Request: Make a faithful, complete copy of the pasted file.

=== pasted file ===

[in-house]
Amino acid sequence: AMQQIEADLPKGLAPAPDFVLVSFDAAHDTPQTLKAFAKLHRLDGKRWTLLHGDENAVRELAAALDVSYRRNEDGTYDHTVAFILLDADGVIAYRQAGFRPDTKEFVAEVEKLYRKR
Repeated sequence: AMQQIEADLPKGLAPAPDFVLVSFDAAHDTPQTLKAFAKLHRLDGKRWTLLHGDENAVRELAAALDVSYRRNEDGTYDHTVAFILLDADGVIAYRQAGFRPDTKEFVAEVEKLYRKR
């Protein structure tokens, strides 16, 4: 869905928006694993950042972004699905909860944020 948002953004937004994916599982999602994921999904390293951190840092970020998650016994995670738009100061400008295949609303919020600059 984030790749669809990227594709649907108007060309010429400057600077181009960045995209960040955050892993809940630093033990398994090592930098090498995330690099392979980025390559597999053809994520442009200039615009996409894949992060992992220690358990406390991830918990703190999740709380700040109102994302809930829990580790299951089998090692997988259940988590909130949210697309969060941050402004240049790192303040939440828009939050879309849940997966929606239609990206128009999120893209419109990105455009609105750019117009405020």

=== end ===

[in-house]
Amino acid sequence: AMQQIEADLPKGLAPAPDFVLVSFDAAHDTPQTLKAFAKLHRLDGKRWTLLHGDENAVRELAAALDVSYRRNEDGTYDHTVAFILLDADGVIAYRQAGFRPDTKEFVAEVEKLYRKR
Repeated sequence: AMQQIEADLPKGLAPAPDFVLVSFDAAHDTPQTLKAFAKLHRLDGKRWTLLHGDENAVRELAAALDVSYRRNEDGTYDHTVAFILLDADGVIAYRQAGFRPDTKEFVAEVEKLYRKR
């Protein structure tokens, strides 16, 4: 869905928006694993950042972004699905909860944020 948002953004937004994916599982999602994921999904390293951190840092970020998650016994995670738009100061400008295949609303919020600059 984030790749669809990227594709649907108007060309010429400057600077181009960045995209960040955050892993809940630093033990398994090592930098090498995330690099392979980025390559597999053809994520442009200039615009996409894949992060992992220690358990406390991830918990703190999740709380700040109102994302809930829990580790299951089998090692997988259940988590909130949210697309969060941050402004240049790192303040939440828009939050879309849940997966929606239609990206128009999120893209419109990105455009609105750019117009405020």